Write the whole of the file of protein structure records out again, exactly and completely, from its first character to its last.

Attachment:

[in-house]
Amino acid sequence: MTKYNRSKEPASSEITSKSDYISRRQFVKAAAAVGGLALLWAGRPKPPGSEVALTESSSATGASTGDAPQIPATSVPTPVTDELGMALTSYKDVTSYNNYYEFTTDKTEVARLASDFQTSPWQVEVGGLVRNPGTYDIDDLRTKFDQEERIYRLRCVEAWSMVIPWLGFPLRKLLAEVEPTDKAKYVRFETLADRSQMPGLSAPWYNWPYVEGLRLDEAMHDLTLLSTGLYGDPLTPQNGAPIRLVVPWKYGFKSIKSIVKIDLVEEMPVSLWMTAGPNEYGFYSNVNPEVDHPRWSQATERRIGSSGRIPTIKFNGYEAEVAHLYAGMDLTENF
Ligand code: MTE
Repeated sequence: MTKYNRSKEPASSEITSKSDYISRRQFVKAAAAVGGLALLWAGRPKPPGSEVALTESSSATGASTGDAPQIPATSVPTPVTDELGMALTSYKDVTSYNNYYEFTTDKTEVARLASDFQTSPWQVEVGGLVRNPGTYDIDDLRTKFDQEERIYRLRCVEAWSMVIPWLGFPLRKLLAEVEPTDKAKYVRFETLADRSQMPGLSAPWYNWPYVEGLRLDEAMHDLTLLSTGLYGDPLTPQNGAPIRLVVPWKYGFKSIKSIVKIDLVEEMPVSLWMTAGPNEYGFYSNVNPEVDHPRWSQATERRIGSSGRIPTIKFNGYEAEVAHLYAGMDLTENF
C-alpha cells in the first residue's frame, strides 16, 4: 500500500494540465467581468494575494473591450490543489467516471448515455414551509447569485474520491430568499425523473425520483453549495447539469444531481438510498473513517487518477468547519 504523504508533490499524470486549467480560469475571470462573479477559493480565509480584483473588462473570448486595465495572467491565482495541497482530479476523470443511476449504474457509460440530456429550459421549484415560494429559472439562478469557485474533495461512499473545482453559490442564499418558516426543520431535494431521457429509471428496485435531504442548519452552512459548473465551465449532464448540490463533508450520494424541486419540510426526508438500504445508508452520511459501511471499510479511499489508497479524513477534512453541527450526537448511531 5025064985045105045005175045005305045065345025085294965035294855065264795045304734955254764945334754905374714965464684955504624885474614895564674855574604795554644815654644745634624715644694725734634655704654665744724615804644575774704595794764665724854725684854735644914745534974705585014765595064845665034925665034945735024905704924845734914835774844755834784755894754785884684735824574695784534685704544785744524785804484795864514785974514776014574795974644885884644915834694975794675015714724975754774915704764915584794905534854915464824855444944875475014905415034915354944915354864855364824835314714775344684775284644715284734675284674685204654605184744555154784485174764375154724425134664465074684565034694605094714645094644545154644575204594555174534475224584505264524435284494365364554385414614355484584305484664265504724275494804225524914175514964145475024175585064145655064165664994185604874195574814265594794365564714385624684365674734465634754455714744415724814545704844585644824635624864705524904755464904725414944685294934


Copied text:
[in-house]
Amino acid sequence: MTKYNRSKEPASSEITSKSDYISRRQFVKAAAAVGGLALLWAGRPKPPGSEVALTESSSATGASTGDAPQIPATSVPTPVTDELGMALTSYKDVTSYNNYYEFTTDKTEVARLASDFQTSPWQVEVGGLVRNPGTYDIDDLRTKFDQEERIYRLRCVEAWSMVIPWLGFPLRKLLAEVEPTDKAKYVRFETLADRSQMPGLSAPWYNWPYVEGLRLDEAMHDLTLLSTGLYGDPLTPQNGAPIRLVVPWKYGFKSIKSIVKIDLVEEMPVSLWMTAGPNEYGFYSNVNPEVDHPRWSQATERRIGSSGRIPTIKFNGYEAEVAHLYAGMDLTENF
Ligand code: MTE
Repeated sequence: MTKYNRSKEPASSEITSKSDYISRRQFVKAAAAVGGLALLWAGRPKPPGSEVALTESSSATGASTGDAPQIPATSVPTPVTDELGMALTSYKDVTSYNNYYEFTTDKTEVARLASDFQTSPWQVEVGGLVRNPGTYDIDDLRTKFDQEERIYRLRCVEAWSMVIPWLGFPLRKLLAEVEPTDKAKYVRFETLADRSQMPGLSAPWYNWPYVEGLRLDEAMHDLTLLSTGLYGDPLTPQNGAPIRLVVPWKYGFKSIKSIVKIDLVEEMPVSLWMTAGPNEYGFYSNVNPEVDHPRWSQATERRIGSSGRIPTIKFNGYEAEVAHLYAGMDLTENF
C-alpha cells in the first residue's frame, strides 16, 4: 500500500494540465467581468494575494473591450490543489467516471448515455414551509447569485474520491430568499425523473425520483453549495447539469444531481438510498473513517487518477468547519 504523504508533490499524470486549467480560469475571470462573479477559493480565509480584483473588462473570448486595465495572467491565482495541497482530479476523470443511476449504474457509460440530456429550459421549484415560494429559472439562478469557485474533495461512499473545482453559490442564499418558516426543520431535494431521457429509471428496485435531504442548519452552512459548473465551465449532464448540490463533508450520494424541486419540510426526508438500504445508508452520511459501511471499510479511499489508497479524513477534512453541527450526537448511531 5025064985045105045005175045005305045065345025085294965035294855065264795045304734955254764945334754905374714965464684955504624885474614895564674855574604795554644815654644745634624715644694725734634655704654665744724615804644575774704595794764665724854725684854735644914745534974705585014765595064845665034925665034945735024905704924845734914835774844755834784755894754785884684735824574695784534685704544785744524785804484795864514785974514776014574795974644885884644915834694975794675015714724975754774915704764915584794905534854915464824855444944875475014905415034915354944915354864855364824835314714775344684775284644715284734675284674685204654605184744555154784485174764375154724425134664465074684565034694605094714645094644545154644575204594555174534475224584505264524435284494365364554385414614355484584305484664265504724275494804225524914175514964145475024175585064145655064165664994185604874195574814265594794365564714385624684365674734465634754455714744415724814545704844585644824635624864705524904755464904725414944685294934